Study: Alternative Approach to GPS Modernization Could Reap Big Savings for the Pentagon

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WASHINGTON — The goals of the U.S. Defense Department’s $22 billion GPS modernization effort could be accomplished more quickly and at less cost than currently expected by allocating more resources to receiver upgrades and leveraging a commercial satellite program, a new study concludes.

According to the Congressional Budget Office (CBO) study, the Pentagon could reduce the GPS system’s vulnerability to signal jamming by equipping planned military receivers with better antennas and inertial navigation systems, the ability to receive data from the Iridium satellite communications system, or both. Any of the three alternative approaches would yield a significantly more robust system eight years sooner than the 2026 date now anticipated, the study said. Cost savings would range from $1.3 billion to $3.3 billion, depending on the alternative selected, the study said.

The report, dubbed “The Global Positioning System for Military Users: Current Modernization Plans and Alternatives” and released Oct. 28, assumes the U.S. Air Force presses ahead with its next-generation GPS 3 satellites, now in development. But whereas the current GPS 3 plan would introduce upgrades on successive batches of satellites, the CBO scenario has the Air Force purchasing 40 spacecraft with the same |capability.

The U.S. Air Force GPS modernization effort, which dates back to 2000, was driven by the vulnerability of relatively weak signals from the basic constellation of 24 satellites to jamming. The approach has been to equip the satellites with more signals and transmit those signals at higher power levels.

These enhancements, including the addition of a new M-code signal available only to military users, have been introduced in incremental fashion on the GPS satellites currently being launched. The Air Force’s long-term modernization strategy is centered on GPS 3, a multibillion-dollar next-generation constellation under development by Lockheed Martin Space Systems of Denver, and an overhaul of the GPS ground control system led by Raytheon Intelligence and Information Systems of Garland, Texas.

According to the CBO study, the Pentagon’s modernization plan, which also includes the purchase of hundreds of thousands of receivers capable of processing M-code signals, will cost about $22 billion from 2012 to 2025. That estimated price tag assumes the Air Force will have to buy, at a cost of $3.6 billion, eight more GPS 3 satellites than currently planned to reap the full benefit of the system’s most advanced capabilities.

The Air Force intends to buy 32 GPS 3 satellites in three successive blocks, each with improved capability: eight of the initial GPS 3A versions; 16 of the more powerful GPS 3B variants; and eight GPS 3C spacecraft featuring spot beams to concentrate coverage of selected areas. According to the CBO study, however, 16 of the GPS 3C variants will be needed to fully realize the enhancement the spot beams are intended to provide.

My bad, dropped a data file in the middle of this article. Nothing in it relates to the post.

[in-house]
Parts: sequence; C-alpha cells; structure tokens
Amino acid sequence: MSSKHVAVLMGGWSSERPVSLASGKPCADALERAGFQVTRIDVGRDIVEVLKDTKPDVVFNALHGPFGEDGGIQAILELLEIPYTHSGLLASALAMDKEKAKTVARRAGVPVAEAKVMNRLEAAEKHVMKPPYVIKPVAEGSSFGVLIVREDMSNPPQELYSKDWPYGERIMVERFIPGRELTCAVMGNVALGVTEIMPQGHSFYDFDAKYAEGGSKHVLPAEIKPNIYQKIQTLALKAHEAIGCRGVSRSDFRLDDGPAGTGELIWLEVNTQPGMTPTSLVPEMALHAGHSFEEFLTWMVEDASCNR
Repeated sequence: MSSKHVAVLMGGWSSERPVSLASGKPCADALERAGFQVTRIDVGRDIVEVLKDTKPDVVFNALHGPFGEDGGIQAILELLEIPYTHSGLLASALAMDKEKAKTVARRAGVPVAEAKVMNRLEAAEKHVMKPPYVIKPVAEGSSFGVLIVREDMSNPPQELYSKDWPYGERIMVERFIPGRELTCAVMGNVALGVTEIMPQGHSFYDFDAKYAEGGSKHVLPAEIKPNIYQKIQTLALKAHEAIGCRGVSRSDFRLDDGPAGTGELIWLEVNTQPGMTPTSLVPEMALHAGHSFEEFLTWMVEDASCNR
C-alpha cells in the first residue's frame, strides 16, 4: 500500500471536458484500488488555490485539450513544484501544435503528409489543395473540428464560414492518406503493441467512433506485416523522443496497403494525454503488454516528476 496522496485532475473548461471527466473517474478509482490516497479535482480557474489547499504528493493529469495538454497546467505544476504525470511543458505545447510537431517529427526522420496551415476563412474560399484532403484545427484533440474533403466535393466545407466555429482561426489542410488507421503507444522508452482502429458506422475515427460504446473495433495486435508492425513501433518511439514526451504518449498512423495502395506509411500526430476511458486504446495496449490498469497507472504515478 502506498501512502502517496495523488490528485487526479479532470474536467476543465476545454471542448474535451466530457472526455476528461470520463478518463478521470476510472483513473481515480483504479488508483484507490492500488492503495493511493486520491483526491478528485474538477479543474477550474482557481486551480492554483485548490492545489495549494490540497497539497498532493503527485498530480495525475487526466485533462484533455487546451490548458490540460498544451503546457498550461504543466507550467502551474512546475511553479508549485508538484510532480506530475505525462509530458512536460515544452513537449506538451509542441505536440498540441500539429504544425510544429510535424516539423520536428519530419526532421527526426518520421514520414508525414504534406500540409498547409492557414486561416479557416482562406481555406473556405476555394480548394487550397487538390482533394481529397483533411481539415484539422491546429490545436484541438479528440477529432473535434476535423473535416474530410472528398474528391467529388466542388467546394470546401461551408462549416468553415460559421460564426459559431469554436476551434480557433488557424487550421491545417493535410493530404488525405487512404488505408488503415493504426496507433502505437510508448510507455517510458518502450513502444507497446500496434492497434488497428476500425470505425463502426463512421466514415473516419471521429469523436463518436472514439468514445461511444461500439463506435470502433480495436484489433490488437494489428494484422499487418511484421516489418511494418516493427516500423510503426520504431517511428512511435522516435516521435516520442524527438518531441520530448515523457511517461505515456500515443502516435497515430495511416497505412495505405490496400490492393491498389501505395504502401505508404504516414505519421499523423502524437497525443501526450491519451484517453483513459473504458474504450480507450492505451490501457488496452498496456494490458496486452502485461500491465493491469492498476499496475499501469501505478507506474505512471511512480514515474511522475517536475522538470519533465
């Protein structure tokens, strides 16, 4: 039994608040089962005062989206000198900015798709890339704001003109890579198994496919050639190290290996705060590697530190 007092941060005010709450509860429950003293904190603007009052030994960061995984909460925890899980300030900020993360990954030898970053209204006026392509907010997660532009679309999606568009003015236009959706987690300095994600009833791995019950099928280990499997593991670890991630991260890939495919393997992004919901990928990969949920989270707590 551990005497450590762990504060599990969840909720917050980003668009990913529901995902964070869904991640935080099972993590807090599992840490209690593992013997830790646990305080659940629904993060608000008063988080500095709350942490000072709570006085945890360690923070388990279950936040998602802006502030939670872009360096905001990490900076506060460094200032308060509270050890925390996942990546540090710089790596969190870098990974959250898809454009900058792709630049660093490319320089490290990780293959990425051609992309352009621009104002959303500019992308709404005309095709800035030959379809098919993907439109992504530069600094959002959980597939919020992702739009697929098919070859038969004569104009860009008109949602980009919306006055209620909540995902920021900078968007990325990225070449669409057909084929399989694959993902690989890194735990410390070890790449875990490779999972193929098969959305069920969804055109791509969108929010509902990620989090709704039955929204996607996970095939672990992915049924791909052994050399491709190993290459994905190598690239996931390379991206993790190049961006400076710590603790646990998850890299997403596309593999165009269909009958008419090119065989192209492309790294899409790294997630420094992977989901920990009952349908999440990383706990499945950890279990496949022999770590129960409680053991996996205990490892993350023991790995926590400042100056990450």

In the CBO’s alternative scenarios, the Air Force would purchase 40 GPS 3A satellites. The alternatives also each assume that modernization of the ground control segment continues and that the Air Force purchases the same number of M-code receivers. The cost estimate for the features common to all three alternative scenarios is about $18 billion.

In the first alternative scenario, the Air Force would equip the receivers with new antennas capable of filtering out jamming signals, the CBO study said. The receivers also would be equipped with small inertial navigation systems to reduce the position-location errors caused by interference and give users a basic navigation capability even if GPS signals were unavailable, the CBO says.

In the second and least-expensive scenario, GPS satellite signals would be retransmitted to modified receivers via the 66-satellite communications constellation owned by Iridium Communications of McLean, Va., a scheme based upon an existing demonstration program dubbed High Integrity GPS, or iGPS. Signals from the low-orbiting Iridium satellites would be less susceptible to jamming than the transmissions from the GPS satellites, which orbit at a much higher altitude.

The third and most expensive alternative is a combination of the two: GPS receivers equipped with both the improved antennas and the ability to receive Iridium signals.

The inertial measurement units would be included in all three |scenarios.

The CBO conceded some weakness to its alternatives. Outfitting GPS receivers with new antennas and inertial navigation systems would add to their weight and power consumption requirements, making them less useful to military forces operating on foot, at least until the technology can be miniaturized. In addition, the High Integrity GPS option would put the Air Force in a position of dependence on a commercial operation, the CBO said.